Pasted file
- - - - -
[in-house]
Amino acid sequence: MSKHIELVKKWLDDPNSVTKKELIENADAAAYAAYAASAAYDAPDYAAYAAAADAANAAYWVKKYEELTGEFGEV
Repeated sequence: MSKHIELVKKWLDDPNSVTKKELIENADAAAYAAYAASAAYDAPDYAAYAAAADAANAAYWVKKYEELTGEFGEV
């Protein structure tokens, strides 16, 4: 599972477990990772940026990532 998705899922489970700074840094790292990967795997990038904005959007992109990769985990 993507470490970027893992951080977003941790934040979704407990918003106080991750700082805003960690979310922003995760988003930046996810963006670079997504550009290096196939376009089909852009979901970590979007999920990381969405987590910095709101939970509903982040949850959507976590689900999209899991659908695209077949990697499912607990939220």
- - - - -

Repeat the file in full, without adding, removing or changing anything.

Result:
[in-house]
Amino acid sequence: MSKHIELVKKWLDDPNSVTKKELIENADAAAYAAYAASAAYDAPDYAAYAAAADAANAAYWVKKYEELTGEFGEV
Repeated sequence: MSKHIELVKKWLDDPNSVTKKELIENADAAAYAAYAASAAYDAPDYAAYAAAADAANAAYWVKKYEELTGEFGEV
């Protein structure tokens, strides 16, 4: 599972477990990772940026990532 998705899922489970700074840094790292990967795997990038904005959007992109990769985990 993507470490970027893992951080977003941790934040979704407990918003106080991750700082805003960690979310922003995760988003930046996810963006670079997504550009290096196939376009089909852009979901970590979007999920990381969405987590910095709101939970509903982040949850959507976590689900999209899991659908695209077949990697499912607990939220």